The Totally Revolutionary Practice of Loving Yourself
Sometimes it feels like loving yourself is easier said than done.
This is especially true in a culture where no matter what we do, we seem to feel inadequate in some way. Especially as women. Especially as mothers. Because with a finite number of hours in the day, everything in life is a trade off.
Career-driven woman? Here’s guilt about not spending enough time with your kids! Work from home mama? Enjoy that, but don’t forget to also ruminate about not bringing in income for your family. Because how dare you not be it all?
Does it feel like you’re never doing enough? Like you aren’t enough? That’s where learning and practicing the art of loving yourself comes in.
This insightful article from the Brain and Behavior Research Foundation describes what we’re talking about. “Self-love is a state of appreciation for oneself that grows from actions that support our physical, psychological and spiritual growth. Self-love means having a high regard for your own well-being and happiness.
Self-love means taking care of your own needs and not sacrificing your well-being to please others. Self-love means not settling for less than you deserve.”
Ready for me to drop a bomb real quick?
According to Now Foundation’s research,“Approximately 91% of women are unhappy with their bodies and resort to dieting to achieve their ideal body shape. Unfortunately, only 5% of women naturally possess the body type often portrayed by Americans in the media.” Let that sink in.
Almost no one is happy with their physical appearance. NO ONE. This is a national (actually global) epidemic we are completely ignoring. Are you thinking “Ok, people are dieting. So what?” Mental Health Foundation explains why this is so serious.
They say, “Higher body dissatisfaction is associated with a poorer quality of life, psychological distress and the risk of unhealthy eating behaviours and eating disorders. Conversely, body satisfaction and appreciation has been linked to better overall wellbeing and fewer unhealthy dieting behaviours.”
Here’s a personal example I believe every woman can relate to in some way.
I’ve always been a happy person. But like most women, I’ve also struggled with my body image at various phases throughout my life. Especially in junior high and during my postpartum period. I mean seriously, check out this ridiculous picture below of me in sixth grade.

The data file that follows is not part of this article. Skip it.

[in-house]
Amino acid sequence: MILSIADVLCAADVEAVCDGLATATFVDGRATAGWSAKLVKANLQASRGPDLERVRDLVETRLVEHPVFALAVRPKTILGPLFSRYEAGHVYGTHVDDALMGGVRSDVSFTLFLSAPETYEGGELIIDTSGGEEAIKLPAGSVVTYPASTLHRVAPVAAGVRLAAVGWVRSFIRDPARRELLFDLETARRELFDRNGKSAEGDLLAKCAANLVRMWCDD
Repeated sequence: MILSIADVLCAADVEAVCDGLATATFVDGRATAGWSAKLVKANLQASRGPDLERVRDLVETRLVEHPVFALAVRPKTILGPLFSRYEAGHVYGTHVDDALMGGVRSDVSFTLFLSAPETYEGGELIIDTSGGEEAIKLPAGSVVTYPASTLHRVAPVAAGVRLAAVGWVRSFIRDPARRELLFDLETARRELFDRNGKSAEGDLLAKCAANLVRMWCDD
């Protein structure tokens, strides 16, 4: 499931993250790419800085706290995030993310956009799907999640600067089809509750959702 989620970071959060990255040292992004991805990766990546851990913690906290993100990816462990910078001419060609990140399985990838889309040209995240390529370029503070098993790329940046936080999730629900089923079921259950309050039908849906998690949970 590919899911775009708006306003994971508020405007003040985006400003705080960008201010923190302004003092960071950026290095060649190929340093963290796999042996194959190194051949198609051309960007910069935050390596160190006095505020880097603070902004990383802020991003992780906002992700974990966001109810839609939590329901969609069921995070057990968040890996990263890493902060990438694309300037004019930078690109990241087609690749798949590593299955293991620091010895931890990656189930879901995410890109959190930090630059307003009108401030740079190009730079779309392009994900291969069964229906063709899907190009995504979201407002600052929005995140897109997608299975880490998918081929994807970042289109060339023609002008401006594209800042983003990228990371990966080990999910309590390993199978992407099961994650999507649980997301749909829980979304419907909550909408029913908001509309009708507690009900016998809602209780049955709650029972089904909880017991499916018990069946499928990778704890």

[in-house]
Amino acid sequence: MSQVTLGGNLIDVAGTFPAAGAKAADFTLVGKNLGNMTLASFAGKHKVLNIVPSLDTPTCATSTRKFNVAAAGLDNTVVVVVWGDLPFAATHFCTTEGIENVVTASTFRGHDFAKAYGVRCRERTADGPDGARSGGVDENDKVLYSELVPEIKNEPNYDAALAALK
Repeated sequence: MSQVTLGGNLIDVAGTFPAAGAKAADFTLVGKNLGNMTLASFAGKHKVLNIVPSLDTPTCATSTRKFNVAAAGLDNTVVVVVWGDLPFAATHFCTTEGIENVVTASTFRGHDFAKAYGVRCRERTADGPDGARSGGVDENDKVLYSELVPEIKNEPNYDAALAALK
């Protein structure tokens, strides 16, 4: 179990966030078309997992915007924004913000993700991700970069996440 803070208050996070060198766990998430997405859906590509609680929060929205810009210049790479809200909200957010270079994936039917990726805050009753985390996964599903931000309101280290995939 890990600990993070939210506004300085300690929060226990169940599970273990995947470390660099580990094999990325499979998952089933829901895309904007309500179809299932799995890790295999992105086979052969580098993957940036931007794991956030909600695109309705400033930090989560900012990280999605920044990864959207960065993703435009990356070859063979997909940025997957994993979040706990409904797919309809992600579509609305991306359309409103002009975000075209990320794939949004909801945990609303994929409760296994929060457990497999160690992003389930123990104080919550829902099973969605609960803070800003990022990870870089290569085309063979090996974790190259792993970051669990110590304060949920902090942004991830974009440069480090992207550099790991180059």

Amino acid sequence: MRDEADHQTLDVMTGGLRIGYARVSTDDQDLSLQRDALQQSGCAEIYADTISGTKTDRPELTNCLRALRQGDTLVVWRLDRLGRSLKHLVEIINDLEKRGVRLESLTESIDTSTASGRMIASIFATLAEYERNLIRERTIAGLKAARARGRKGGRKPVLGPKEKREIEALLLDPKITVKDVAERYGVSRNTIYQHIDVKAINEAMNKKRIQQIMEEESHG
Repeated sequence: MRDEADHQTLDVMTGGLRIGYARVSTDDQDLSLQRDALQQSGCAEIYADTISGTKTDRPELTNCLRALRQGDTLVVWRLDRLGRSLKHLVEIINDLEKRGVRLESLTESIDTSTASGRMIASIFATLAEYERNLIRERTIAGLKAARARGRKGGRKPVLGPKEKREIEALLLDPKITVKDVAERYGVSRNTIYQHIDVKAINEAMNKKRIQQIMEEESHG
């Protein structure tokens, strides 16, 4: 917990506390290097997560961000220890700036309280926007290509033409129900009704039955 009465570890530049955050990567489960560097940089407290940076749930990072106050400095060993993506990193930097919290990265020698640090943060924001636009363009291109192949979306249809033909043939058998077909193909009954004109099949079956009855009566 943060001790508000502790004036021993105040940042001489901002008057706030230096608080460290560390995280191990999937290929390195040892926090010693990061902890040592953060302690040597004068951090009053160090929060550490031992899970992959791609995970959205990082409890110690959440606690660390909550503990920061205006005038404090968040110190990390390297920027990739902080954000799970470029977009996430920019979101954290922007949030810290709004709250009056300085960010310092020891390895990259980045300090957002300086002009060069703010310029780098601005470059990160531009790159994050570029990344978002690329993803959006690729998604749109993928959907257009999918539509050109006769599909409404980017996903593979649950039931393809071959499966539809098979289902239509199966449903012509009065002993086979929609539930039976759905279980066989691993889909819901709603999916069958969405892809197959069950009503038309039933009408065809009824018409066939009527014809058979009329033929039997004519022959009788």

Woooooow. I was an absolute twig! I had the highest metabolism ever and couldn’t eat enough calories to put weight on if I tried. I literally switched to drinking whole milk for a while to help. Rumors were spread at school about me having an eating disorder, (which I never have). And I was pretty insecure about how thin I was.
Why? Because I wasn’t happy with how I looked compared to how I thought I should look. I wanted to be like everyone else who wasn’t so gangly and awkward. I wanted curves! I wanted boys to like me.
Then, when my son was born a few months ago, I went through the opposite struggle when I felt like I couldn’t get the baby weight off fast enough. I compared myself to all the Instagram models whose bodies apparently mysteriously snap back to size 0 days after giving birth.
By the way, not judging your body is just one facet of loving yourself. But what it all boils down to is finding inner peace and self acceptance.
When we compare ourselves to other people, we will NEVER be happy. Never.
It finally hit me. It took 34 years but I finally can see clearly where I’ve been going wrong for 20 years. I’ve felt too thin. I’ve felt too soft, too flabby and everything in between. Because I was looking at what everyone else was doing and what I thought I should look like compared to them. Well my new question to myself is: so what?
My body is strong. I am healthy. I am happy. Why does it matter how my body fluctuates as it processes its fuel? I finally realized that while it’s healthy to take pride in my appearance and important to take care of myself, it’s never going to make me happy to look for validation from the outside.
Because spoiler alert, perfection doesn’t exist so it’s never going to be good enough. Instead, I need to look on the inside and love myself exactly the way I am. No matter what stage in life I’m in. And it’s definitely too late to go back to middle school without self judgement.
But it’s never too late to accept myself–flaws and all–give myself grace, and be grateful for the many, many gifts in my life.
One practical tip I learned recently as a way to practice self love is by doing daily self affirmations.
I know, that might sound corny. But trust me, they really work. It’s been proven that if your self talk becomes positive, your reality will become more positive. If you don’t know much about positive affirmations: here are a couple you could try out.
I love myself because I am perfect.
I respect myself.
I accept myself exactly the way I am.
I am worthy.
I am valued.
I am a powerful woman.
I am beautiful.
Try saying them every day and see how you feel afterward. Do you feel better? Do you see positive changes happening in you and in the circumstances of your life? Does loving yourself–your perfectly imperfect self–become a little easier each day? I bet it will. Because it has for me.
Positive affirmations or not, I realized: the better I take care of myself, the better I feel both physically and mentally. Because if there’s one thing I refuse to do, it’s look back 34 more years from now and think: Damn. She had no idea how beautiful she was. Inside and out.
What has helped you in your journey to loving yourself, mama? Let me know in the comments below.
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